Kinda. I'll generally put up the three that I think are likely to get me where I'm shooting for. But to do that I've already mentally discarded another half dozen.
Yes, exactly - if you know your mic's, you'll have a pretty good idea of what to shoot for - ( I do this with my guitars and amp combos, I know what I'm going to start with after having edited, mentally, out a bunch of other options) - it's also important not to wear out the singer - by the time you've spent an hour or two boring a singer to death trying different mic's, you've killed the vibe.
Old 14th October 2014
  #12
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The idea that we need to 'test' 12 mics to record a vocal is just as ridiculous as the 12 different preamp colors to make a record.
Old 14th October 2014
  #13
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Woodwindy's Avatar
I agree with the OP's conclusion. I demo 4 mics into 4 preamps in this video showing the usefulness of the Manley MicMAID (MAID stands for My Assistant Is Dead--nice!). Manley Labs MicMAID Demo (full version) - YouTube
Old 14th October 2014
  #14
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Funny Cat's Avatar
Quote:
Originally Posted by SharpKillerCable View Post
I was at a BIG studio in Los Angeles over the weekend, and the producer for a new project set up probably 12 "very expensive" vintage and new mics to try on the lead singer. 3 tests, 4 mics each. There were close to $100,000 worth of mics set up! Gear DROOL! I don't remember them all but I'm pretty sure there was a vintage Neumann u47, vintage Telefunken Elam 251, Sony c800g, u67, u87, c414eb with original brass capsule, Blue Bottle mic, Manley Cardioid, Neumann m49b....!
No SM7b? That's just wrong. And how much did they charge you for "testing" out all their high end mics? I'm with Sharp11 on this one. Hope you had enough time and energy to finish the verse!
Old 14th October 2014
  #15
Quote:
Originally Posted by Funny Cat View Post
And how much did they charge you for "testing" out all their high end mics?
That's the big question !

R.
Old 14th October 2014
  #16
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Quote:
Originally Posted by vintagelove View Post
My favorite Yngwie quote

"More is more"


He's so cool, if anyone can get away with that comment it's him. Best guitarist since Eddie
Old 14th October 2014
  #17
You have to grab opportunities like this to really listen to different options side by side, because they don't come up often! Usually, you don't have the time to spend on such detailed comparison - I usually choose between 2 or occasionally 3. Same with the rest of the chain.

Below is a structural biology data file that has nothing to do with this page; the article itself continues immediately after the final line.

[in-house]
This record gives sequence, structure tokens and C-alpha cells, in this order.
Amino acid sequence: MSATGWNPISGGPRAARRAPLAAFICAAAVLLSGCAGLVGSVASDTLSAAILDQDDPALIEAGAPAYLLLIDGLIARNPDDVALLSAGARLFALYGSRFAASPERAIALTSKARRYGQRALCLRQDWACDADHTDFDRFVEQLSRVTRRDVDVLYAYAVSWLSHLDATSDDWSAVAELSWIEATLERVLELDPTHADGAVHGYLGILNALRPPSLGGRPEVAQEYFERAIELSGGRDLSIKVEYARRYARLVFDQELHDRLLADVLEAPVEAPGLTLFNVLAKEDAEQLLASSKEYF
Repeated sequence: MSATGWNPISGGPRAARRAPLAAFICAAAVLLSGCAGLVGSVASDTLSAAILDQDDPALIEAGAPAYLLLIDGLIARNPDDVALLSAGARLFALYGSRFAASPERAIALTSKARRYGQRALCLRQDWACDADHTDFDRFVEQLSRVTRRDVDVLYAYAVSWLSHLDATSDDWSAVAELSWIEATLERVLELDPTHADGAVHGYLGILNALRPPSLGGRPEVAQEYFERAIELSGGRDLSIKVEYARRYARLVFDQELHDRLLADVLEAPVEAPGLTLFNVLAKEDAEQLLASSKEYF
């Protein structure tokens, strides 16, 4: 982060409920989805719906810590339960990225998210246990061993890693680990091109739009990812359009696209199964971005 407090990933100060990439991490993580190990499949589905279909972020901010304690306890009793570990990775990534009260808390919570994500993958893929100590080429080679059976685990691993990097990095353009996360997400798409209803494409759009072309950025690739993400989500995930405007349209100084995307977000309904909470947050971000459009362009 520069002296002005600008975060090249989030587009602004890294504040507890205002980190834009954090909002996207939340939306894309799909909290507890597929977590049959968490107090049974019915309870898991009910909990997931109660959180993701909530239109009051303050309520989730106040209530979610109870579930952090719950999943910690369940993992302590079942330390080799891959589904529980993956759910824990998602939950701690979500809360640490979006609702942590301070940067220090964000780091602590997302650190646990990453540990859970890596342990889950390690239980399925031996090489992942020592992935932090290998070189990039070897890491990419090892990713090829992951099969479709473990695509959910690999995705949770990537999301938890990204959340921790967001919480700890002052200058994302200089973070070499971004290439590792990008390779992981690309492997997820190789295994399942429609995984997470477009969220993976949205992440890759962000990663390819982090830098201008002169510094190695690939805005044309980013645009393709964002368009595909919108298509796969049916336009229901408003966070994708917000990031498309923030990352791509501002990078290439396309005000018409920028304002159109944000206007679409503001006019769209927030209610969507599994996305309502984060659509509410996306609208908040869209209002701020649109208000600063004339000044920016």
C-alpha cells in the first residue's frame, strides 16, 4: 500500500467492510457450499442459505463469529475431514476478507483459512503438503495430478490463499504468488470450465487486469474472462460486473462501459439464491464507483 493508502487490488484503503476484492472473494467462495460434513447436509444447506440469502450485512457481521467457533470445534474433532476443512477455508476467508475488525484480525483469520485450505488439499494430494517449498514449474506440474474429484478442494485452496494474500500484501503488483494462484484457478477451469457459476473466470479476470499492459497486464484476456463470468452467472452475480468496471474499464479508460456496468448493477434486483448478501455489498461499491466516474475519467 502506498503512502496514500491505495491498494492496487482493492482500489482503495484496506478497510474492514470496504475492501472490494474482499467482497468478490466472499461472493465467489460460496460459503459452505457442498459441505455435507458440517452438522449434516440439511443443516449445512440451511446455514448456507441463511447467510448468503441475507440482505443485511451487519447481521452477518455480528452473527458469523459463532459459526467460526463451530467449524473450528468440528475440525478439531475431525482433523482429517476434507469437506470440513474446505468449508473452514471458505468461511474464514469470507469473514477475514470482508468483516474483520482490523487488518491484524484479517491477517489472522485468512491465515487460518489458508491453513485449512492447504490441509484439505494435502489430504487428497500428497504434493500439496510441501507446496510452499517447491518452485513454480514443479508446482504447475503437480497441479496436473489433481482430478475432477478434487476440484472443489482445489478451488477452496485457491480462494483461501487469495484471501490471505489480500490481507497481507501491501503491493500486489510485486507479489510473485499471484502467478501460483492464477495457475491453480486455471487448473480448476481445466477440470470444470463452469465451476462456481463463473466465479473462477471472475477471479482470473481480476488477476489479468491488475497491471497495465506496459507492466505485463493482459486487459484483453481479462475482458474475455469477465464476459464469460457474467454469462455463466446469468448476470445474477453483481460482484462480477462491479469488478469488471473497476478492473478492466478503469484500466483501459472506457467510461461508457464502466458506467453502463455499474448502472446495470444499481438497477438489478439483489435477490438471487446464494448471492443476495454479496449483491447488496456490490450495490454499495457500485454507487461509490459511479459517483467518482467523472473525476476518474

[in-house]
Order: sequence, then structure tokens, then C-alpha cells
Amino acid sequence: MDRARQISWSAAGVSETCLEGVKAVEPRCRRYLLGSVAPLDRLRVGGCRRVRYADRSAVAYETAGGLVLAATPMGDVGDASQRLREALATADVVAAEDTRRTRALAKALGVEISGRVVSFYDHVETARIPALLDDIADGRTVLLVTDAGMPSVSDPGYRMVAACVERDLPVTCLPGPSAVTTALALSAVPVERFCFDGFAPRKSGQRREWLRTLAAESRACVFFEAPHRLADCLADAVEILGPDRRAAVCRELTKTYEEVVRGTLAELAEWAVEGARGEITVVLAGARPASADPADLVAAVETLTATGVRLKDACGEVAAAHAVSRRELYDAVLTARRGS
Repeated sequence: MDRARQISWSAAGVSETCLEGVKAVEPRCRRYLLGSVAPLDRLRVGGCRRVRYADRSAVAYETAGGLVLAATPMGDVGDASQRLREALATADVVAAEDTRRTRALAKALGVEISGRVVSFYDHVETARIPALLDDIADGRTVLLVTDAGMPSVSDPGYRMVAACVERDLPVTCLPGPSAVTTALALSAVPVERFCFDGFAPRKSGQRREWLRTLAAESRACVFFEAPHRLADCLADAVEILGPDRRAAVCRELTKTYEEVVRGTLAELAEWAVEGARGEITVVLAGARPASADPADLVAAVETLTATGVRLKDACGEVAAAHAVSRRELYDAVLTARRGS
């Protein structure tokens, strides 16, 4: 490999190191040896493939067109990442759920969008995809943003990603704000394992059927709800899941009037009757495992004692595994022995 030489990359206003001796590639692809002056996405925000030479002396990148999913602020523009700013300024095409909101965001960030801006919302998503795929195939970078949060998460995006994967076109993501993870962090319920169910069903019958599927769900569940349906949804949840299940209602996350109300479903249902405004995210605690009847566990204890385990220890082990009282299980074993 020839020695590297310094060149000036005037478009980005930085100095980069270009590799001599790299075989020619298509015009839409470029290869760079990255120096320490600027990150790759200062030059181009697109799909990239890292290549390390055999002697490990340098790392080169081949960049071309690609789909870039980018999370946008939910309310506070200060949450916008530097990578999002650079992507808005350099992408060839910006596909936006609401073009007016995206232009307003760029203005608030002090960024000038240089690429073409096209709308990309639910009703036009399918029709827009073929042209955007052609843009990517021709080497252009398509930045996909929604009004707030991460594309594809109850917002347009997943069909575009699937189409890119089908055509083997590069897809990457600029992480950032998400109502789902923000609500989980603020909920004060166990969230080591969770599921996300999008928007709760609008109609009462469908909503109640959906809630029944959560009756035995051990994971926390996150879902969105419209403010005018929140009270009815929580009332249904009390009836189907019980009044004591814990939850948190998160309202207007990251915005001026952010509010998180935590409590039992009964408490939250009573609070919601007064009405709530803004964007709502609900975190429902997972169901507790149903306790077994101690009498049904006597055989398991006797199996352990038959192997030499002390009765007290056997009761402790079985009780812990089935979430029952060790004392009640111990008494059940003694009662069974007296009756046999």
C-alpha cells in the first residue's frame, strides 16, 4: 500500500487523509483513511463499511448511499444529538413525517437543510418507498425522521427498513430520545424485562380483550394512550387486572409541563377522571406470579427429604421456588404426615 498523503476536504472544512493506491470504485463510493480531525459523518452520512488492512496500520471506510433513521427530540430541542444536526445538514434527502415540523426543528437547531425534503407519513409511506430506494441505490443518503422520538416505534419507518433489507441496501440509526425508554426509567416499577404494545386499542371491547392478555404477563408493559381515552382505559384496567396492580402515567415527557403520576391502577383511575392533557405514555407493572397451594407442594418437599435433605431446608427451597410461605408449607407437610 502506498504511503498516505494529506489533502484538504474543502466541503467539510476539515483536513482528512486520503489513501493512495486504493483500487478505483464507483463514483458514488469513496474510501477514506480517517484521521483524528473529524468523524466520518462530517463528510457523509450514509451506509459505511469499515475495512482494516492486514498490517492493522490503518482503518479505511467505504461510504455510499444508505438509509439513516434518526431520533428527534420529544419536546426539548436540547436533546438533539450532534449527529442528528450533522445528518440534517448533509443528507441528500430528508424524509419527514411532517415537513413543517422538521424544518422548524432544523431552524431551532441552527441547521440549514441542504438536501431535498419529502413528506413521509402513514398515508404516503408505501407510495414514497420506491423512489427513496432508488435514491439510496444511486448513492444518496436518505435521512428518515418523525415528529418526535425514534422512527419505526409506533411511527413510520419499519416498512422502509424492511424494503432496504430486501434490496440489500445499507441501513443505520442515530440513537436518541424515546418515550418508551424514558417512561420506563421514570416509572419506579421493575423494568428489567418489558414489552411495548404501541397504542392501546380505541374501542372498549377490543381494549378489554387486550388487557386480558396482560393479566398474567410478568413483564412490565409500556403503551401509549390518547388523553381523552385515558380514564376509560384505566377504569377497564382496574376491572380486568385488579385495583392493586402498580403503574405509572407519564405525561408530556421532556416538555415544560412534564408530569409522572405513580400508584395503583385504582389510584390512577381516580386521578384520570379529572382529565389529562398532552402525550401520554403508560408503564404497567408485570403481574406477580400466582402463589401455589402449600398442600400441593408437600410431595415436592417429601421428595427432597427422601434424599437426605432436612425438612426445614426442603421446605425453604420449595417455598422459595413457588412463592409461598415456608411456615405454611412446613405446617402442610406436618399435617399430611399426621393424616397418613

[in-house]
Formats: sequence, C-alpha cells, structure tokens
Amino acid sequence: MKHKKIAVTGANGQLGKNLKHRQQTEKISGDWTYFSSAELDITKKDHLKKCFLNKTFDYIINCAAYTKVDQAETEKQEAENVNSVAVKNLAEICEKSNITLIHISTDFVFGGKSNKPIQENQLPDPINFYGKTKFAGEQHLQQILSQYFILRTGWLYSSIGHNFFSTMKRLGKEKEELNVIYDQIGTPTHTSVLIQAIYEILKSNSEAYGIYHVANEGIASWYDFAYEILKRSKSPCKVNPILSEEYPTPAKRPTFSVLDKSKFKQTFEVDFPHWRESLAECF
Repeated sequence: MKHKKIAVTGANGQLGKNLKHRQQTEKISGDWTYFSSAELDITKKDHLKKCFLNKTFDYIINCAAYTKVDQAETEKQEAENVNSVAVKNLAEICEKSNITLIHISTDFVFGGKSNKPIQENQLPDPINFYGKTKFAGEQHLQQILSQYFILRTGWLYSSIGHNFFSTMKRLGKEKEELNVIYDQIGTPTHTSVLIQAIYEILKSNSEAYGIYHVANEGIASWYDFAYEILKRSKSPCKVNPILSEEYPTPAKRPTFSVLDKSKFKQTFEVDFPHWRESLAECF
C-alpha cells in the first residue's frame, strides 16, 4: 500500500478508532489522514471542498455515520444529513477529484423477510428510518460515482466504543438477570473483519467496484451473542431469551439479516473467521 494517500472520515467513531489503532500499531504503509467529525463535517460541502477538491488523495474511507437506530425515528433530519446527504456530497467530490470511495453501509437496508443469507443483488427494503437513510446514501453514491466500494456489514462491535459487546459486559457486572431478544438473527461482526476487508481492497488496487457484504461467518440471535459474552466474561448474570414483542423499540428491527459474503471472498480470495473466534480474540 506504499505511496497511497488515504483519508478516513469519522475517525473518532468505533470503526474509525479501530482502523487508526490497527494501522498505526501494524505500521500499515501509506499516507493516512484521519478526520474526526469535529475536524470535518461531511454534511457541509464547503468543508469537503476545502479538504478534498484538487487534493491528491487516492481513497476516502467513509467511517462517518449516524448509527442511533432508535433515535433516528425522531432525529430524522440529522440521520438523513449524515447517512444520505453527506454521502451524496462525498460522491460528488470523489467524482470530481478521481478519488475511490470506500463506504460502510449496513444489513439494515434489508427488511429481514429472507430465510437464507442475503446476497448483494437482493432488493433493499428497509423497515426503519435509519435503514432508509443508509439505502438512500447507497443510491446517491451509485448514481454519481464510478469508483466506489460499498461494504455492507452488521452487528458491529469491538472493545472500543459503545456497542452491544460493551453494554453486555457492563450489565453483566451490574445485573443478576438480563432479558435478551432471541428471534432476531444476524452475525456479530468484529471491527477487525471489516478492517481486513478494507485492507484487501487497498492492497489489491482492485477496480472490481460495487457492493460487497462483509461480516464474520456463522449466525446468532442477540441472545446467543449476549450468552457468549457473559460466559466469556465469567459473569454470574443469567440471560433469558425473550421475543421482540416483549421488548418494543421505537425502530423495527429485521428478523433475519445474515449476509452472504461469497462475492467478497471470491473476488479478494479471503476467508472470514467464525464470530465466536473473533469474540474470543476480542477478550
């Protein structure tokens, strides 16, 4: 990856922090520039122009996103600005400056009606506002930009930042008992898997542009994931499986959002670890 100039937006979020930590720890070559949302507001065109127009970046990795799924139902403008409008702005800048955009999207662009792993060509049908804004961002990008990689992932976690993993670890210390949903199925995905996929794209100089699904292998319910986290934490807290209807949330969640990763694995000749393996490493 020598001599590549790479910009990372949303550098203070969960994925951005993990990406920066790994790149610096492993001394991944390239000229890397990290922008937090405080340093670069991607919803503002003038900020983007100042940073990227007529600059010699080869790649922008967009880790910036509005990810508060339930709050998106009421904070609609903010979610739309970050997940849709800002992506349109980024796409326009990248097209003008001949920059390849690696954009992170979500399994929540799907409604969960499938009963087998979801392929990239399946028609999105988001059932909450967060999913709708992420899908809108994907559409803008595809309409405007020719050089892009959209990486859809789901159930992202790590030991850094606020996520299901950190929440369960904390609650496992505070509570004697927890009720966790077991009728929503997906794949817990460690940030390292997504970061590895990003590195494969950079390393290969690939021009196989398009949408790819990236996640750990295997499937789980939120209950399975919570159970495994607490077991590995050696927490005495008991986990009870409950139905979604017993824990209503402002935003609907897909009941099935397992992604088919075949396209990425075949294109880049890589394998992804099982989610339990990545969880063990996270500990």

But as Trev said, to make that decision, you're drawing on experience of the past, hopefully from assisting sessions on, with a mental impression of the character of each mic. Of course you might get a "better" sound if you could try every combo out for everything..you'd just run out of time to record everything!

It's always a trade off.
Old 14th October 2014
  #18
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skythemusic's Avatar
Quote:
Originally Posted by Special Neids View Post
Having a **** ton of compressors and eqs is hard to justify these days, but I will go down fighting when it comes to defending a large microphone collection.
I disagree, ****-tons of compressors are my favorite tone shaping tools. I have around 30 of them and wish I had 1,130. They are all different and to me more is more. Nothing wrong with the minimalist attitude either, it is just not where I am personally at...I treat my outboard gear as the average user of plugins treats their "tools".
Old 15th October 2014
  #19
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Quote:
Originally Posted by psycho_monkey View Post
Of course you might get a "better" sound if you could try every combo out for everything..you'd just run out of time to record everything!
A "better" sound, or a bunch of different sounds that you may or may not like? Why not 30 different guitars, amps and guitarist too?

Will every/most experienced producer put up with this?
Old 15th October 2014
  #20
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RoundBadge's Avatar
Quote:
Originally Posted by SharpKillerCable View Post
I left thinking that more mics is better. Who was I fooling all these years? More IS better.

are you a decent sized studio operation or project/home guy?
good luck.its called chasing the endless tailed gear dragon.$$$

..an 87 is a pretty decent all rounder though.
Old 15th October 2014
  #21
Quote:
Originally Posted by Samc View Post
A "better" sound, or a bunch of different sounds that you may or may not like? Why not 30 different guitars, amps and guitarist too?

Will every/most experienced producer put up with this?
Exactly the point

And no - unless the producer instigates it, they won't!

It's usually "start with what you think will work - if it doesn't, change it...otherwise off you go!"
Old 15th October 2014
  #22
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It's a great thing to have more mics. NOW add THIS which is NEEDED:

1) Time to set them all up
2) Time to listen to all the tracks
3) A client willing to PAY and be PATIENT for all that extra time

In an ideal world, go for it! It sure is fun!

Practically speaking, at the end of the day, does it really add up to value for the client? Debatable. In the end the client decides with their money.

Most clients will be happier with one great mic and a lower bill.
Old 15th October 2014
  #23
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Sharp11's Avatar